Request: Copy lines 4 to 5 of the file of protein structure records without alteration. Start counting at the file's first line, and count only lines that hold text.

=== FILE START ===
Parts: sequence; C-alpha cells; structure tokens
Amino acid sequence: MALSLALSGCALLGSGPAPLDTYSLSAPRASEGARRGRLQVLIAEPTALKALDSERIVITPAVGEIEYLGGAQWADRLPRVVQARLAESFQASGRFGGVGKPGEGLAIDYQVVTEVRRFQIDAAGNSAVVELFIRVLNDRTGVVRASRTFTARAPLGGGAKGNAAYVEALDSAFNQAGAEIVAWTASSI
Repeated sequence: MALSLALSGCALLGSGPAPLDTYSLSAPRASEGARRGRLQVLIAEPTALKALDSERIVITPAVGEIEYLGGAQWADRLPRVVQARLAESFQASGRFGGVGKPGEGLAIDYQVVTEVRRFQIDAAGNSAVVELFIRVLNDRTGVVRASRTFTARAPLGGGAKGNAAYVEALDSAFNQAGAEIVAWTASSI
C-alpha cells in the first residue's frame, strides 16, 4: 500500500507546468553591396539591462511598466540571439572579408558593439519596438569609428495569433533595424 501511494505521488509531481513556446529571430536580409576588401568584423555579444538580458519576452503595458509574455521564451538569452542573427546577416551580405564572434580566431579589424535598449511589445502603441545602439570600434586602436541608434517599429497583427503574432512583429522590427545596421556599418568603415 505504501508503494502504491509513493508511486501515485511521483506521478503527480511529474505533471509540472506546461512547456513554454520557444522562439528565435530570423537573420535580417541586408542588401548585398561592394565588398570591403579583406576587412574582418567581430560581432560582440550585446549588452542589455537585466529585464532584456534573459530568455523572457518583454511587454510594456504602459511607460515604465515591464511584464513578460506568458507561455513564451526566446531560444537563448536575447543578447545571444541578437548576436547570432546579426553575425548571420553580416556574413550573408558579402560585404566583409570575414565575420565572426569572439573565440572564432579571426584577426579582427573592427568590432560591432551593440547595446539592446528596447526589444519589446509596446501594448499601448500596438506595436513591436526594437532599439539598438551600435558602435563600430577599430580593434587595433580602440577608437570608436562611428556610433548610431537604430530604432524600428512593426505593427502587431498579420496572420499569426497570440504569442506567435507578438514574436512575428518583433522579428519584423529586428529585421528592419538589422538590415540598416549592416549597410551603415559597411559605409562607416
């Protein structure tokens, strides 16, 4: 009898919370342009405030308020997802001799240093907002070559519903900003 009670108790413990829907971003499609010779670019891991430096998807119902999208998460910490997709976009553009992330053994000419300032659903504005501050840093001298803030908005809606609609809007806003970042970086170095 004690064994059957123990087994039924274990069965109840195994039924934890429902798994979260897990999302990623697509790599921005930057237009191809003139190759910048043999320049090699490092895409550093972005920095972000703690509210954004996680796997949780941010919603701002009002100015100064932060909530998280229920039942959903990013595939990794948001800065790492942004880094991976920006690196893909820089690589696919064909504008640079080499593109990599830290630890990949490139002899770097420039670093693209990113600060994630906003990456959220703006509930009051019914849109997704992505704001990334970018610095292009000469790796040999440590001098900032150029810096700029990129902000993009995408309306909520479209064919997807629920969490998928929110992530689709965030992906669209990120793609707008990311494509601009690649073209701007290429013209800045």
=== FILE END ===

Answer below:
C-alpha cells in the first residue's frame, strides 16, 4: 500500500507546468553591396539591462511598466540571439572579408558593439519596438569609428495569433533595424 501511494505521488509531481513556446529571430536580409576588401568584423555579444538580458519576452503595458509574455521564451538569452542573427546577416551580405564572434580566431579589424535598449511589445502603441545602439570600434586602436541608434517599429497583427503574432512583429522590427545596421556599418568603415 505504501508503494502504491509513493508511486501515485511521483506521478503527480511529474505533471509540472506546461512547456513554454520557444522562439528565435530570423537573420535580417541586408542588401548585398561592394565588398570591403579583406576587412574582418567581430560581432560582440550585446549588452542589455537585466529585464532584456534573459530568455523572457518583454511587454510594456504602459511607460515604465515591464511584464513578460506568458507561455513564451526566446531560444537563448536575447543578447545571444541578437548576436547570432546579426553575425548571420553580416556574413550573408558579402560585404566583409570575414565575420565572426569572439573565440572564432579571426584577426579582427573592427568590432560591432551593440547595446539592446528596447526589444519589446509596446501594448499601448500596438506595436513591436526594437532599439539598438551600435558602435563600430577599430580593434587595433580602440577608437570608436562611428556610433548610431537604430530604432524600428512593426505593427502587431498579420496572420499569426497570440504569442506567435507578438514574436512575428518583433522579428519584423529586428529585421528592419538589422538590415540598416549592416549597410551603415559597411559605409562607416
């Protein structure tokens, strides 16, 4: 009898919370342009405030308020997802001799240093907002070559519903900003 009670108790413990829907971003499609010779670019891991430096998807119902999208998460910490997709976009553009992330053994000419300032659903504005501050840093001298803030908005809606609609809007806003970042970086170095 004690064994059957123990087994039924274990069965109840195994039924934890429902798994979260897990999302990623697509790599921005930057237009191809003139190759910048043999320049090699490092895409550093972005920095972000703690509210954004996680796997949780941010919603701002009002100015100064932060909530998280229920039942959903990013595939990794948001800065790492942004880094991976920006690196893909820089690589696919064909504008640079080499593109990599830290630890990949490139002899770097420039670093693209990113600060994630906003990456959220703006509930009051019914849109997704992505704001990334970018610095292009000469790796040999440590001098900032150029810096700029990129902000993009995408309306909520479209064919997807629920969490998928929110992530689709965030992906669209990120793609707008990311494509601009690649073209701007290429013209800045």